It took three Olympians and World Triathlon Series stars to keep Max Neumann off the podium at the Noosa Triathlon, so the Brisbane youngster is in good form and happy to be bringing some genuine foot speed to Ironman 70.3 Western Sydney.
The two time Mooloolaba Triathlon champ returns to the International Regatta Centre on 24 November hopeful to exorcise some demons from his 70.3 debut in 2017, and make amends for his unfortunate DQ.
“Funnily 70.3 Western Sydney was my first ever 70.3 race and I actually got disqualified because I forgot to stop for my penalty. I learned a lot that year, so hopefully I don’t get disqualified this year. It was a good lesson learned,” he laughed.
“Coming off Noosa, I definitely have some speed, so we will see how we go when we go back to 70.3 distance. I have raced quite a lot this year, so I will have a good base. I am not too worried about not getting a lot of training in at the moment. I have so many kilometres in my legs, I can always find something.”
Neumann is looking to wrap season 2019 with a win at 70.3 Western Sydney before heading over the ditch to check out the competition in Taupo and get a feel for the venue that will host the Ironman 70.3 World Championship in November 2020.
“Western Sydney’s swim is quite simple and once I am on the bike it is quite a nice ride on some nice country roads but if it is hot, the run around the lake, with little shade can be quite brutal. If you get onto the run with a good group of people, it will be a good battle. It will be a good race.
“After travelling all year I was just looking for a good local race where I didn’t have to leave Australia, so I thought why not head to 70.3 Western Sydney and then to 70.3 Taupo to finish off the year. I have never raced in Taupo before, but I do love it over there, so I am definitely looking forward to getting back. I am already qualified for Ironman 70.3 World Championship at Taupo 2020, so it will be just a bit of recon for next year.”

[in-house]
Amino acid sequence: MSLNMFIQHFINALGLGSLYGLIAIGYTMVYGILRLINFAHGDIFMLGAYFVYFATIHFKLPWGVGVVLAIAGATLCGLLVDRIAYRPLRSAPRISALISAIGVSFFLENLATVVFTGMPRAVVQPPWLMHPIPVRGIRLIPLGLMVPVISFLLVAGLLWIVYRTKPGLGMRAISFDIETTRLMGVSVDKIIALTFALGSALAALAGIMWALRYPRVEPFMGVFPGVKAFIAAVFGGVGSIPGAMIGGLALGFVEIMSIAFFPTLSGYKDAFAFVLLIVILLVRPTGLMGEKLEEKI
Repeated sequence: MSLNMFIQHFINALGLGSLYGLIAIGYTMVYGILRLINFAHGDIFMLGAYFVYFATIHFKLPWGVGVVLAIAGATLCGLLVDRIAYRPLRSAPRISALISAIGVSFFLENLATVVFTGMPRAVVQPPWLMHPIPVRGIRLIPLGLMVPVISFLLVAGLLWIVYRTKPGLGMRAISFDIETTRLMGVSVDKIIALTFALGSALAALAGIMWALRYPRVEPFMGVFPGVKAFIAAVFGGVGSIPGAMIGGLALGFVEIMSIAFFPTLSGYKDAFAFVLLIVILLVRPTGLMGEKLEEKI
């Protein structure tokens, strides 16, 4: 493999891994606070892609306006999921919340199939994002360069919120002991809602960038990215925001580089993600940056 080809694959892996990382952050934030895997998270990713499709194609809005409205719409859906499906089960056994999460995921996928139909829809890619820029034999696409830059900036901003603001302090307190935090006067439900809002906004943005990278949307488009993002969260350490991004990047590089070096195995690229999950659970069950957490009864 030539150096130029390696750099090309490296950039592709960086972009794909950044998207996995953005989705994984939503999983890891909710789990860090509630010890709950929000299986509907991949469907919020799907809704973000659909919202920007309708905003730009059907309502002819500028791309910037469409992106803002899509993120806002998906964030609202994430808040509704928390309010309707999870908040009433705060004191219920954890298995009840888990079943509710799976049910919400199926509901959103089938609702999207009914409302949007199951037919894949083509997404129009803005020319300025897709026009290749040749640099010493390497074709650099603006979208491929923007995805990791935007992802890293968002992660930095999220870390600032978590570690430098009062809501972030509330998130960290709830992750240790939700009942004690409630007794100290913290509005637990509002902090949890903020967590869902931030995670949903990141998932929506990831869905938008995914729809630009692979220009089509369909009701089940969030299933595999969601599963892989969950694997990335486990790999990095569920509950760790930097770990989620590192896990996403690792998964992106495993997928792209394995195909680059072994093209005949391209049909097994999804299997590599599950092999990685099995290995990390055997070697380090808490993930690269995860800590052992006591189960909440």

During 2019 Max has been mixing up his ITU commitments with some international long course racing, with the ultimate goal of breaking into the ruthless World Cup circuit and cementing himself a reputation as one of the consistent performers in 70.3 racing.
“I have had a big season overseas, mixing up ITU races with some long course racing. It has been a pretty successful year. I raced and won 70.3 Xi’an in China on the way home from Europe this year and I just finished up with a fourth in Noosa against a quality short course field.
“I love the ITU racing but if you are not right at the top of the sport it is very hard to make a living out of it. I enjoy the long course racing even more. I enjoy both, so why not do both. If you get results at both, why not?”
“The level of the swim in World Cup is amazing, when you have 70 athletes swimming 1:10 pace it is very hard. Especially coming from a non-swimming background. It is very hard to be in that front group, no matter how much swimming you do.
“I find the swim in long course not as crucial and definitely not as fast. So long course suits me a lot more. I definitely do enjoy riding the 90km because it is a completely different effort to the ITU, where it is jump on a bike and the first five minutes of the bike is very crucial. If you don’t get that five minute power right, your race is over.
“The 70.3 racing is more about controlling the effort and heart rate and getting through the four hours of racing as best you can. I haven’t cracked it at World Cup level, but I have done well at Conti Cups, so that is something to work on next year.
“The 70.3 World Championship in Taupo will be a good opportunity to go up against some of the ITU guys looking to race the 70.3 worlds, after the Tokyo Olympics. It will be a very interesting race and an extremely good quality field with people deciding what they are going to do with their race careers. It will be very cool, so Taupo is probably the biggest goal of 2020 for me. I have a lot of work ahead,” Max said.